The Pompidou Centre in Paris is instantly recognisable. It is celebrating its 40th anniversary. The iconic building with its radical architecture was designed by Renzo Piano and Richard Rogers.
It was opened to the public on January 311977 and has sparked decades of controversy since it was built in the heart of one of the French capital’s oldest neighbourhoods.
Paris’s iconic Pompidou Centre has just turned 40 https://t.co/1lxQHwqEu3— RFI English (@RFI_English) January 31, 2017
Architect Bernard Plattner is a partner at the ‘Renzo Piano Building Workshop’.
“One of the fundamentals of the spirit at the time, and of Renzo Piano and Richard Rogers, is to open this building onto the outside and excite the curiosity of passers-by, of people who don’t usually want or feel like walking into a museum,” he said.
In the past it has been mocked for its exposed pipes while some critics said it looked like a building site. But the modernist centre has now settled into it surroundings in the Beaubourg area of the French capital.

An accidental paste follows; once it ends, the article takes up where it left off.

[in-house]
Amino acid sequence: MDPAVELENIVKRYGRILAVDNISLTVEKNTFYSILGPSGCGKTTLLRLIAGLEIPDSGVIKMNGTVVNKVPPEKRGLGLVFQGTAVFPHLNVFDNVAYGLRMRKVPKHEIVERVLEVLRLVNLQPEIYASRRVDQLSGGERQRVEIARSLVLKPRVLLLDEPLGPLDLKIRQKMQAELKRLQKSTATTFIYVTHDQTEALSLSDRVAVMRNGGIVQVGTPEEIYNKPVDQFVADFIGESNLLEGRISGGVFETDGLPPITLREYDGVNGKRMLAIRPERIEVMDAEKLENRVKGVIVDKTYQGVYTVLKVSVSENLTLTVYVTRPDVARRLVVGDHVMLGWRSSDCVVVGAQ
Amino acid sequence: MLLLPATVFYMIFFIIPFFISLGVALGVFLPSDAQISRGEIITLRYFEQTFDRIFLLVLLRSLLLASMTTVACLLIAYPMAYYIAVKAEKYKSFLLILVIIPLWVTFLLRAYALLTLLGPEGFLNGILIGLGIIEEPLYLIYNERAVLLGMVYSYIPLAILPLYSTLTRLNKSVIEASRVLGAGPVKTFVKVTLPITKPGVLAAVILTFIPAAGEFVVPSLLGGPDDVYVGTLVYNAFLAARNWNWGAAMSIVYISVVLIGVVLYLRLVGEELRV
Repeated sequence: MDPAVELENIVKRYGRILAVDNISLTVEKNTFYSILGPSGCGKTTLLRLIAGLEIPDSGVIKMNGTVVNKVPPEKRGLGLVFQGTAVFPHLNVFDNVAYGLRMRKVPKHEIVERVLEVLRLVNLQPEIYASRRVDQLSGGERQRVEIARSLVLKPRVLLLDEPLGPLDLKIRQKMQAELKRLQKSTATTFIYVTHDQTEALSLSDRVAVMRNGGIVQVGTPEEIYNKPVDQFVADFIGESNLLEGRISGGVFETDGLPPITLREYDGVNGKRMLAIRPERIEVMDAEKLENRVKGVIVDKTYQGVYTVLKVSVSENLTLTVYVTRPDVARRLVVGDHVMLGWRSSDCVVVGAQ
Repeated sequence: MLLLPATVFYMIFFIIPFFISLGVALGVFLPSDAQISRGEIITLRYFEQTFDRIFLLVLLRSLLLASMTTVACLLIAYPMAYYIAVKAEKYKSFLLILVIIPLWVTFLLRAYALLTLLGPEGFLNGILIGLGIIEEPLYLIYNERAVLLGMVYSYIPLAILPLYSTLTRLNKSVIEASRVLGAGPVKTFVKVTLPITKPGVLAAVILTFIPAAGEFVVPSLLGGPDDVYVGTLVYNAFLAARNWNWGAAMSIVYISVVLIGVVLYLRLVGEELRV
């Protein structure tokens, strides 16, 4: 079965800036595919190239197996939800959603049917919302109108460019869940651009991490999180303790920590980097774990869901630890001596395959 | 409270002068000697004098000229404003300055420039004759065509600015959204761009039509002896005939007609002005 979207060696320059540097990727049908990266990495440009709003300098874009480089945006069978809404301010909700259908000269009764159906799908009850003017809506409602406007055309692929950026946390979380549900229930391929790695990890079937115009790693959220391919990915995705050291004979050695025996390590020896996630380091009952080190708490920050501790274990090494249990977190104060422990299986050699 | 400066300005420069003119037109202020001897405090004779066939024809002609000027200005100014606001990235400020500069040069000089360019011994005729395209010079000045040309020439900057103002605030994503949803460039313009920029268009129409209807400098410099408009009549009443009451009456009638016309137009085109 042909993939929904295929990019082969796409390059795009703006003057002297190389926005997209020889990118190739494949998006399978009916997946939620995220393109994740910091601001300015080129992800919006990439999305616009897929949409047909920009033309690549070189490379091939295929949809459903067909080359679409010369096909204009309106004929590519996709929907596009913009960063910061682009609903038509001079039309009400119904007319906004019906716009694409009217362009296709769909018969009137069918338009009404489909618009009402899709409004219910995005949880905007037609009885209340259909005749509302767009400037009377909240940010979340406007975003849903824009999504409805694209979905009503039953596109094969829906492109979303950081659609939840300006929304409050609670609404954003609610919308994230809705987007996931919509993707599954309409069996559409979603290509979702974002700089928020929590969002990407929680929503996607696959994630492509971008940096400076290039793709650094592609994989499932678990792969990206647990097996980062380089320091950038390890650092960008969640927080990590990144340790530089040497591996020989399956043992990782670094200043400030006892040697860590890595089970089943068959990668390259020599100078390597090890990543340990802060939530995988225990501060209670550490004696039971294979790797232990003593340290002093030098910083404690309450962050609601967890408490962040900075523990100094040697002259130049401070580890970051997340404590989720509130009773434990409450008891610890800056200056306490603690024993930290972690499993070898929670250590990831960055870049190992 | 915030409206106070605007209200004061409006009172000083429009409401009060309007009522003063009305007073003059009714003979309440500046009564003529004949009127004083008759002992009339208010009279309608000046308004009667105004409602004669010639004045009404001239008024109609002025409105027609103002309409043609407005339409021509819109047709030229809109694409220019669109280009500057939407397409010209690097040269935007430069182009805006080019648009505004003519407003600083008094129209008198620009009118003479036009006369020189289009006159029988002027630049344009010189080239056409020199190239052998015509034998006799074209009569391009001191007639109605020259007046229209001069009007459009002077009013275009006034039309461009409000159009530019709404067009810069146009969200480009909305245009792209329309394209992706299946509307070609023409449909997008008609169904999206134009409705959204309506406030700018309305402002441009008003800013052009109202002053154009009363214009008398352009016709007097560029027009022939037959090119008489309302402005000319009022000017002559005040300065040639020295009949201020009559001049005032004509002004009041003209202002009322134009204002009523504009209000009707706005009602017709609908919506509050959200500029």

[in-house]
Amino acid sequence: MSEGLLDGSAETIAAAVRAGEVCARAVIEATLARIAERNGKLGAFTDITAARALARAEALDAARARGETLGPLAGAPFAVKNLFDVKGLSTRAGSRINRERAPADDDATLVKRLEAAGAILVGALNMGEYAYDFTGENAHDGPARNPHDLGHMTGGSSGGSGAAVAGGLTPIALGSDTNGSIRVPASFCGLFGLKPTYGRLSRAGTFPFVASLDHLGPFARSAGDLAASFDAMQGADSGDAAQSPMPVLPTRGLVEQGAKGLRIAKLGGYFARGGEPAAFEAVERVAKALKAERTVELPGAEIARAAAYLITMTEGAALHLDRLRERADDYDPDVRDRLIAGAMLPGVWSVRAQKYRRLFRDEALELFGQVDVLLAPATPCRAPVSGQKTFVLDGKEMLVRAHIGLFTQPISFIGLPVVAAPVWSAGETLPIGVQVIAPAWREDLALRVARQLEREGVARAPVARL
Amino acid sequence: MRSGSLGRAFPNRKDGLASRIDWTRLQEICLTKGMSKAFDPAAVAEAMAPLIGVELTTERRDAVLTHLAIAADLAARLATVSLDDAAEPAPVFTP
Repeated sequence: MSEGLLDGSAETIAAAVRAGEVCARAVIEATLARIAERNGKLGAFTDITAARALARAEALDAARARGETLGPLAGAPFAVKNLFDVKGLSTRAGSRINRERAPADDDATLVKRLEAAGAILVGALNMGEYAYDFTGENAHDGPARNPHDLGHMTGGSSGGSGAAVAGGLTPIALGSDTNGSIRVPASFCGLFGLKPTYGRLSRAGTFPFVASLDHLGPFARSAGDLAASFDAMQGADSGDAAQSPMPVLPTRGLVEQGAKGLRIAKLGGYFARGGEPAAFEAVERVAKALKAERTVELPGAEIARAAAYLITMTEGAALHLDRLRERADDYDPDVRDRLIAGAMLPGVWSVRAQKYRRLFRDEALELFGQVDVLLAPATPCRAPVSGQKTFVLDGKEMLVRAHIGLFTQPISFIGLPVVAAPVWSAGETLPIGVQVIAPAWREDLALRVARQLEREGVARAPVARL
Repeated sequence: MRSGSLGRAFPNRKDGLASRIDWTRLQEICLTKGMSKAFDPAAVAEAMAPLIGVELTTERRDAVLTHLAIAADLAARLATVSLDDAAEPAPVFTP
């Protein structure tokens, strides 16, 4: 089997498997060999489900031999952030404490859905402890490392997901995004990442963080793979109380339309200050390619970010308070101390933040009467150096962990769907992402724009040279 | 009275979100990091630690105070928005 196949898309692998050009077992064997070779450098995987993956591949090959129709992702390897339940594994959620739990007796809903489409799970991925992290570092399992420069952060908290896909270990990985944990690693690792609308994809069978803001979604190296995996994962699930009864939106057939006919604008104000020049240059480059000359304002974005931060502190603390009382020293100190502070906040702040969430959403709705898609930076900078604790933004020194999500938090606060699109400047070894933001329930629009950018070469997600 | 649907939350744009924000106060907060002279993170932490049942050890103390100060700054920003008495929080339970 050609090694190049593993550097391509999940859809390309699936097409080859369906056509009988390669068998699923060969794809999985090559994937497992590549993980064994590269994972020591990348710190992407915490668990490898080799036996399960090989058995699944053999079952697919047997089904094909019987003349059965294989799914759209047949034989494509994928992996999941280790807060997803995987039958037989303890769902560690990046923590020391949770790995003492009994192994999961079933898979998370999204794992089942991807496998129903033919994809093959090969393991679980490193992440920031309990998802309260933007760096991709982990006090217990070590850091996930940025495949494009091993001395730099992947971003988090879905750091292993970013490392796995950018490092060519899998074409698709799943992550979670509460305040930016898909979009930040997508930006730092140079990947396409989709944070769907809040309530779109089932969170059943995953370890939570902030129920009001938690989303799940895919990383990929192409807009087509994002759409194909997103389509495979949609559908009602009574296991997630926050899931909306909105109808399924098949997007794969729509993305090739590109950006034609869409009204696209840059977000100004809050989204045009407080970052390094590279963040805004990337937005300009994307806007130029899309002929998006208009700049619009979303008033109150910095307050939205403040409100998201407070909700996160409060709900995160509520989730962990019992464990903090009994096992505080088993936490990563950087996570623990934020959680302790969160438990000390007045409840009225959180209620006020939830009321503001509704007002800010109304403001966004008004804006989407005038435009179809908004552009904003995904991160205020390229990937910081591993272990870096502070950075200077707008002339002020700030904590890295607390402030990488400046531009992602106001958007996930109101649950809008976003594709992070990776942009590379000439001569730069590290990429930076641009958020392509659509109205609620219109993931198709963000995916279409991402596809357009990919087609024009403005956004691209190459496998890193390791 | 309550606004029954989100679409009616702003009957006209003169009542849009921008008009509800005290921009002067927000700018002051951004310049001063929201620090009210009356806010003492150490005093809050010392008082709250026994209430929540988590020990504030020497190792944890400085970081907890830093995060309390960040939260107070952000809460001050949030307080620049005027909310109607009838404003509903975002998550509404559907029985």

“The creation of the Pompidou Centre represents a complete break with the Paris scenery, and firstly with regards to the architecture. It was like a spaceship landing in the middle of the city, in the historical and oldest neighbourhood. We’d never seen architecture like this.
‘But it was also a break with the way art was put on display. In France, we were stuck with a model based on old museums, designed as sanctuaries, with its doors and its front steps and a succession of rooms bathed in quiet obscurity. Here, we created something, which was this open forum – you can see it behind me – in which you could walk straight in as if the city just didn’t stop at the door, as if we’d created a city inside the city,” opined Serge Lasvignes, President of the Georges Pompidou National Centre for Arts and Culture.
And in the “city of culture”, artists reign. Spanish painter Salvador Dali’s 1979 and 2012 retrospectives attracted record number of visitors almost 900,000 for the first and 790.000 for the second. They are the most viewed shows in the 40 year history of the centre.
The quality of the shows has made it one of Paris’ most popular sites.
“ I think it’s symbolic that in Paris, in a city where we have a hard time innovating and creating things that are different from the classic Haussmann building, we had the courage to make this very different museum, in the heart of the city and that it was so widely accepted,” said one Parisian.
More than three million people visited the Pompidou Centre in 2016. Quite a success for a museum that doesn’t quite look like one.